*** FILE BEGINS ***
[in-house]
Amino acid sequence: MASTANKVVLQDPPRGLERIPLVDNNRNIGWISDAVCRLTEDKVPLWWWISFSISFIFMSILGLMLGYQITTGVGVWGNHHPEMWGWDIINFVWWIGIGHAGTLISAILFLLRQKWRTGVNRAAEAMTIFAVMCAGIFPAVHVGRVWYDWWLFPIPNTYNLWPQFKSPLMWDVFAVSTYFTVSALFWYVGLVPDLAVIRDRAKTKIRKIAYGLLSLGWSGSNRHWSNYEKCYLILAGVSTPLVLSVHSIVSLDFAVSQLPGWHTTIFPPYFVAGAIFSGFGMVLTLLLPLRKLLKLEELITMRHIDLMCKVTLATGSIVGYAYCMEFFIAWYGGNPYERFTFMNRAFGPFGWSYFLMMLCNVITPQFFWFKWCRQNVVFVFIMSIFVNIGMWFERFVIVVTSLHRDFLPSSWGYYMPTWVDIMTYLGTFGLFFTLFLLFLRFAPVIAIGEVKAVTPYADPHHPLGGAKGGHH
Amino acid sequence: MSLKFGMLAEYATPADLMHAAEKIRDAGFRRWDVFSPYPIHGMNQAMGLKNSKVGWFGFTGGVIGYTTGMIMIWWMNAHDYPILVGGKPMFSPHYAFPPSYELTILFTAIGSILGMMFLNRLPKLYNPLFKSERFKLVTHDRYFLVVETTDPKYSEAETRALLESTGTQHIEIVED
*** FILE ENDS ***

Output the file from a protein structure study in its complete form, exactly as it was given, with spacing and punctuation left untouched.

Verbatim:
[in-house]
Amino acid sequence: MASTANKVVLQDPPRGLERIPLVDNNRNIGWISDAVCRLTEDKVPLWWWISFSISFIFMSILGLMLGYQITTGVGVWGNHHPEMWGWDIINFVWWIGIGHAGTLISAILFLLRQKWRTGVNRAAEAMTIFAVMCAGIFPAVHVGRVWYDWWLFPIPNTYNLWPQFKSPLMWDVFAVSTYFTVSALFWYVGLVPDLAVIRDRAKTKIRKIAYGLLSLGWSGSNRHWSNYEKCYLILAGVSTPLVLSVHSIVSLDFAVSQLPGWHTTIFPPYFVAGAIFSGFGMVLTLLLPLRKLLKLEELITMRHIDLMCKVTLATGSIVGYAYCMEFFIAWYGGNPYERFTFMNRAFGPFGWSYFLMMLCNVITPQFFWFKWCRQNVVFVFIMSIFVNIGMWFERFVIVVTSLHRDFLPSSWGYYMPTWVDIMTYLGTFGLFFTLFLLFLRFAPVIAIGEVKAVTPYADPHHPLGGAKGGHH
Amino acid sequence: MSLKFGMLAEYATPADLMHAAEKIRDAGFRRWDVFSPYPIHGMNQAMGLKNSKVGWFGFTGGVIGYTTGMIMIWWMNAHDYPILVGGKPMFSPHYAFPPSYELTILFTAIGSILGMMFLNRLPKLYNPLFKSERFKLVTHDRYFLVVETTDPKYSEAETRALLESTGTQHIEIVED